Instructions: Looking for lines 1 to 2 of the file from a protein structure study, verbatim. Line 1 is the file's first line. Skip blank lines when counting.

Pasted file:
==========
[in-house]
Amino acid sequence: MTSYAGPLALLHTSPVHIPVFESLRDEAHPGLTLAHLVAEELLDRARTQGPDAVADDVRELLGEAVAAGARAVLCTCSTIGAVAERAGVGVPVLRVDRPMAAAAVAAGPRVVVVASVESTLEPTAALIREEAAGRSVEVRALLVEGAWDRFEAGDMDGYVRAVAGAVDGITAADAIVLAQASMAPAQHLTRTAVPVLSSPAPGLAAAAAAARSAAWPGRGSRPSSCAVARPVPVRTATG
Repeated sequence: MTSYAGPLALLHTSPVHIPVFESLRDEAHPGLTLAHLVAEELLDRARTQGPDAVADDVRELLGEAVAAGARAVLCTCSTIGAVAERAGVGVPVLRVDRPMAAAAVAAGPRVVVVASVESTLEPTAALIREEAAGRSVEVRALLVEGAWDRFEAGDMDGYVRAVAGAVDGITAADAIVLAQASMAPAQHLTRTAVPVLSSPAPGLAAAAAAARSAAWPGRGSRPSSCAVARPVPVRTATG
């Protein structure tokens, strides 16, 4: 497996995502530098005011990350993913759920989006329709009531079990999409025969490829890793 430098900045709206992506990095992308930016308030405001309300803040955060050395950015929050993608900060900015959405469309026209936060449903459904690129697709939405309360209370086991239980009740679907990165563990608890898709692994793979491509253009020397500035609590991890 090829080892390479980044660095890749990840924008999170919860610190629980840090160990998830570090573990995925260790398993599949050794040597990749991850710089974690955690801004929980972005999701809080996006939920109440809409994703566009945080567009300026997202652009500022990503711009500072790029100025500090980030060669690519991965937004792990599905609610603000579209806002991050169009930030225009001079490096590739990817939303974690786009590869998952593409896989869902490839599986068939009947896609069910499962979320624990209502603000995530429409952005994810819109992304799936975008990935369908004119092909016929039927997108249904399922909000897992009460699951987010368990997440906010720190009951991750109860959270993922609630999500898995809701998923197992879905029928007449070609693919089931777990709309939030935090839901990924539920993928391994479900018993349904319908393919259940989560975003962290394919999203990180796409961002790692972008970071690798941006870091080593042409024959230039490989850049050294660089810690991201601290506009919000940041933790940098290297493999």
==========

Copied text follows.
[in-house]
Amino acid sequence: MTSYAGPLALLHTSPVHIPVFESLRDEAHPGLTLAHLVAEELLDRARTQGPDAVADDVRELLGEAVAAGARAVLCTCSTIGAVAERAGVGVPVLRVDRPMAAAAVAAGPRVVVVASVESTLEPTAALIREEAAGRSVEVRALLVEGAWDRFEAGDMDGYVRAVAGAVDGITAADAIVLAQASMAPAQHLTRTAVPVLSSPAPGLAAAAAAARSAAWPGRGSRPSSCAVARPVPVRTATG